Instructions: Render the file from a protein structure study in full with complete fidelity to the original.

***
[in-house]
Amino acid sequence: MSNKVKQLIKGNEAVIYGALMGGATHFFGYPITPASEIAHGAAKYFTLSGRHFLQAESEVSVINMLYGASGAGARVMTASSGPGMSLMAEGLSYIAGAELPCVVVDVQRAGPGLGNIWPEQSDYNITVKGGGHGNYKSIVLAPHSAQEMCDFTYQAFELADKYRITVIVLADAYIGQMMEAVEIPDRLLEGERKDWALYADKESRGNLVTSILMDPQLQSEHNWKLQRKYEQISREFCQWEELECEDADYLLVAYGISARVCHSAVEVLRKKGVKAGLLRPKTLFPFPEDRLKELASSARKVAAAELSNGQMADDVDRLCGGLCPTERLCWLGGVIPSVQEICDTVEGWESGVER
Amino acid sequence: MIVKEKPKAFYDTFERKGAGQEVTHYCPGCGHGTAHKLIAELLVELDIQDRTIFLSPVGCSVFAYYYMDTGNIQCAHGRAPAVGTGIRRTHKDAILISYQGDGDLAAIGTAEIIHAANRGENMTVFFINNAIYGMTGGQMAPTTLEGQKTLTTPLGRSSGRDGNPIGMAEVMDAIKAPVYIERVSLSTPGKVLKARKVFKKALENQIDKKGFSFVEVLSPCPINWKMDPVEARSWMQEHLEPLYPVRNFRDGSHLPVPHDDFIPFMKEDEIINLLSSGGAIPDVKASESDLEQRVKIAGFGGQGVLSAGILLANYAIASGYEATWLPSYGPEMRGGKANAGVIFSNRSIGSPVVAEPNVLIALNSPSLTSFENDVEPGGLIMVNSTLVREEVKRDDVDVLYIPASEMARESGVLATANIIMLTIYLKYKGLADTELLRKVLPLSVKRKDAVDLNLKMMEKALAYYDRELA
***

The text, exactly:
[in-house]
Amino acid sequence: MSNKVKQLIKGNEAVIYGALMGGATHFFGYPITPASEIAHGAAKYFTLSGRHFLQAESEVSVINMLYGASGAGARVMTASSGPGMSLMAEGLSYIAGAELPCVVVDVQRAGPGLGNIWPEQSDYNITVKGGGHGNYKSIVLAPHSAQEMCDFTYQAFELADKYRITVIVLADAYIGQMMEAVEIPDRLLEGERKDWALYADKESRGNLVTSILMDPQLQSEHNWKLQRKYEQISREFCQWEELECEDADYLLVAYGISARVCHSAVEVLRKKGVKAGLLRPKTLFPFPEDRLKELASSARKVAAAELSNGQMADDVDRLCGGLCPTERLCWLGGVIPSVQEICDTVEGWESGVER
Amino acid sequence: MIVKEKPKAFYDTFERKGAGQEVTHYCPGCGHGTAHKLIAELLVELDIQDRTIFLSPVGCSVFAYYYMDTGNIQCAHGRAPAVGTGIRRTHKDAILISYQGDGDLAAIGTAEIIHAANRGENMTVFFINNAIYGMTGGQMAPTTLEGQKTLTTPLGRSSGRDGNPIGMAEVMDAIKAPVYIERVSLSTPGKVLKARKVFKKALENQIDKKGFSFVEVLSPCPINWKMDPVEARSWMQEHLEPLYPVRNFRDGSHLPVPHDDFIPFMKEDEIINLLSSGGAIPDVKASESDLEQRVKIAGFGGQGVLSAGILLANYAIASGYEATWLPSYGPEMRGGKANAGVIFSNRSIGSPVVAEPNVLIALNSPSLTSFENDVEPGGLIMVNSTLVREEVKRDDVDVLYIPASEMARESGVLATANIIMLTIYLKYKGLADTELLRKVLPLSVKRKDAVDLNLKMMEKALAYYDRELA